3.Place your velcro, the soft piece-mine is about 1 ½ inches long, take the elastic and catch the end of the elastic under the one side of the velcro so both are sewn down at the same time-I sewed it under the side of the velcro that is on the right side if I am looking at it. THE VELCRO WILL BE ON THE SAME SIDE AS THE ELASTIC AND AS THE SOLE IF YOU ARE DOING A SOLE TREATMENT.
4.Place the hook, scratchy side of the velcro (mine was about ¾) on the end of the elastic facing down so when it wraps around the foot it will be facing the soft side of the velcro. Place it so the end of the elastic is even with the end of the hook velcro. The whole elastic piece should measure about 1 ½ inches more then your dogs ankle measurement. Sew around the hook velcro on the elastic to secure.
5.NOW you can secure your elastic so it will not catch in the seams....fold your boot in half so the sole and the velcro and elastic are on the inside. Pin this and you can sew up the sides using a ¼ inch seam allowance.
6.Turn the boot right side out and trim all your threads and your boot should be ready unless you want to add on a treatment onto the sold of the boot.
BOOT SOLE OPTIONS:
1.You can use some leather scraps cur in a circle and sewn on before you sew on your velcro
2.You can sew on some non slip material, sew this on before the velcro sewing step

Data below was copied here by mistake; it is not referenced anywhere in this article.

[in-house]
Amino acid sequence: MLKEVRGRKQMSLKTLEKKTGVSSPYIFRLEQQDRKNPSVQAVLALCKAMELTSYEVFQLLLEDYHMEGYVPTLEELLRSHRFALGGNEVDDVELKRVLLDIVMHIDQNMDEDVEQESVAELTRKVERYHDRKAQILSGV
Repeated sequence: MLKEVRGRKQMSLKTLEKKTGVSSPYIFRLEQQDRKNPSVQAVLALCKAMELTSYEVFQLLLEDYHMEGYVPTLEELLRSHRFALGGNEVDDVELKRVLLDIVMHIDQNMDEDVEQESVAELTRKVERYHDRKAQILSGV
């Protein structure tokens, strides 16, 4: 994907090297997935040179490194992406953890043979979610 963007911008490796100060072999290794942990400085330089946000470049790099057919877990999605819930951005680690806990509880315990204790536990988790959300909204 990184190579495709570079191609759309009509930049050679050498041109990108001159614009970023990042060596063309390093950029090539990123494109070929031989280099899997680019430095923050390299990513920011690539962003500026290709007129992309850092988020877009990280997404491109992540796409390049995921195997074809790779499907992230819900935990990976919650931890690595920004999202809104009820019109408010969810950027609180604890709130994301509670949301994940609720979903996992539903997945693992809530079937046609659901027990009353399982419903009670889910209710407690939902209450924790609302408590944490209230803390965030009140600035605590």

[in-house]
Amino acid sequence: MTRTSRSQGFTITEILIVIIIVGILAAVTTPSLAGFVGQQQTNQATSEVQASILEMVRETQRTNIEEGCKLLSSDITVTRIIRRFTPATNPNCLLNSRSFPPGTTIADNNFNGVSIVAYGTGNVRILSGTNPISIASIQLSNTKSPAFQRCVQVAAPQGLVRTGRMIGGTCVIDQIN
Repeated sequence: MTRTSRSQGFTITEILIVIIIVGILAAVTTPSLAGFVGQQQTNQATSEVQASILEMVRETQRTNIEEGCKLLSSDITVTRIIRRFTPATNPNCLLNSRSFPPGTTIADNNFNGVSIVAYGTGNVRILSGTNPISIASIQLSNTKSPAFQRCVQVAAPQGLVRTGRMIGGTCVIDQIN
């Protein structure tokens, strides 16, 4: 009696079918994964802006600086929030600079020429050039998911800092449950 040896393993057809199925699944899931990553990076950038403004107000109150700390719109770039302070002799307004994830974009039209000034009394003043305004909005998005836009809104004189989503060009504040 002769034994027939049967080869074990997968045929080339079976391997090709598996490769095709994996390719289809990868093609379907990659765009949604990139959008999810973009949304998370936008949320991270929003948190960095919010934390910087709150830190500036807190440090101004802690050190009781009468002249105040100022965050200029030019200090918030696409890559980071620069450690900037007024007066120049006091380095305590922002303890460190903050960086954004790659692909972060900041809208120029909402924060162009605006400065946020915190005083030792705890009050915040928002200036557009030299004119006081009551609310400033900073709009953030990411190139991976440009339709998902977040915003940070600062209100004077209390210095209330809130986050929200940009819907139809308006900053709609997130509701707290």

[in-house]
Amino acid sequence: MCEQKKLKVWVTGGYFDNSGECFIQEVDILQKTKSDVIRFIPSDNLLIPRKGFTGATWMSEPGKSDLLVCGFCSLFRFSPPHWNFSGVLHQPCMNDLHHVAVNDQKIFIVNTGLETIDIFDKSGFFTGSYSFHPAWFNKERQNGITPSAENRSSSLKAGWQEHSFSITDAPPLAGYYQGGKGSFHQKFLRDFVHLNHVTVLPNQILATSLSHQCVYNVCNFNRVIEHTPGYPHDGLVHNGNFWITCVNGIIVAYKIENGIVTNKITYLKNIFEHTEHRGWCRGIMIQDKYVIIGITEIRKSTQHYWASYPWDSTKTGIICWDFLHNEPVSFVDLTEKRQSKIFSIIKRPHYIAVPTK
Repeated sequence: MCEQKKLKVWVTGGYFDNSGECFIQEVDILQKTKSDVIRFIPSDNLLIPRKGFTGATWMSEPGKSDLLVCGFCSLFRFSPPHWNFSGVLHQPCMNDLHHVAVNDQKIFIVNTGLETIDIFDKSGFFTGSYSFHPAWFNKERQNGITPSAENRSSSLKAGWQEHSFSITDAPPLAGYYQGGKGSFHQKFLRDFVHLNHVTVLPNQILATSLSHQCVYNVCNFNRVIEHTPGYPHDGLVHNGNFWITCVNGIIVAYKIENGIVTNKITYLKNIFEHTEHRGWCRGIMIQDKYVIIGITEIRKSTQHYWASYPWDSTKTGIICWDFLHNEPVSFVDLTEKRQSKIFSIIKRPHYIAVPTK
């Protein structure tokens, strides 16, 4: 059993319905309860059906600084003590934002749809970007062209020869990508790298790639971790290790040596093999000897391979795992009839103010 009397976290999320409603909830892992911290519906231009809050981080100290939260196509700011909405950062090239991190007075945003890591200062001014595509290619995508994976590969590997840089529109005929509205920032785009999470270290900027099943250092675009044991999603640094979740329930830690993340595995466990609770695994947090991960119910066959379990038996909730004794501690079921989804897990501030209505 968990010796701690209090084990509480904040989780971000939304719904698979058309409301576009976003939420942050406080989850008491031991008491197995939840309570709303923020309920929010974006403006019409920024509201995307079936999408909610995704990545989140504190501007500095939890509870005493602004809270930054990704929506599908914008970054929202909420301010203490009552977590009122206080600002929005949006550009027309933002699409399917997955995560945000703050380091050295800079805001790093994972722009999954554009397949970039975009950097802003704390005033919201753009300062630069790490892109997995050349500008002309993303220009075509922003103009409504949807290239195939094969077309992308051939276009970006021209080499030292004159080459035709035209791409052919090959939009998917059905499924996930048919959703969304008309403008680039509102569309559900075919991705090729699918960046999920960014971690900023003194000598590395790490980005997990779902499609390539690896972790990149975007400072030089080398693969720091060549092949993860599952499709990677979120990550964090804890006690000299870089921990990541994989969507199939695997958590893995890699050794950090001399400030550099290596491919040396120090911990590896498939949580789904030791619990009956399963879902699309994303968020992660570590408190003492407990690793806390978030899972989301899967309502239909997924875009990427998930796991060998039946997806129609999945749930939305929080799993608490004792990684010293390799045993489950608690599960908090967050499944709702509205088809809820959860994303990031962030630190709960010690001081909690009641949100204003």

3.THIS IS COOL------Use some caulk-like kitchen or bathroom caulk-YEP YOU HEARD ME RIGHT, I got the squeeze tube of DAP caulking at Target. You can easily get this at a hard ware store or more department stores. I got clear, but you could get white or what ever other color they have. After your bootie is done just squirt some on and spread in a little circle, then I sort of touched it and made it more bumpy to make it more slip resistant. The clear dries fairly clear, you can see it is there but it is flexible, waterproof and gives some good traction. Latex caulk is more slip resistant I am told then silicone.
4.Puff Paint, you can get Puff Paint, I got TULIP brand from Michael's, they sell it around here at Joann's too, and I am sure it is sold at a lot of other places, pick out the color/colors you like. Take and make dots or lines, squiggles, what ever you like where the circle is on the pattern, let it dry at least four hours, then spray steam from your iron on the paint and it will magically puff up. This stays very flexible, soft and seems like it would protect if the grass was a little wet, provide a little padding.
If you make the boot out of something that ravels, then you might want to pink the top edge with pinking sheers, or allow extra material to use some binding tape or hem the top and you might want to allow a little extra seam allowance. I made mine out of fleece, but plan to make some denim ones in the future. Fleece was a really easy material to make the boots out of.
Of course the normal rules of caution apply, I would not leave a wet boot on the dog too long, but these would be great to keep snow out of dogs paws (although in the desert that will probably not often be my problem), I would check often to make sure the boot has not twisted, I would check the pad to make sure nothing was irritating it every so often, I would not have it so tight that the circulation was cut off and if the dog is on hot surfaces I would take off the boot and look and make sure they were being protected every so often and especially if I had some type of paint or caulk on the sole, I am not sure that it would hurt the dog but I would not leave the dog with any boots on if they are not supervised.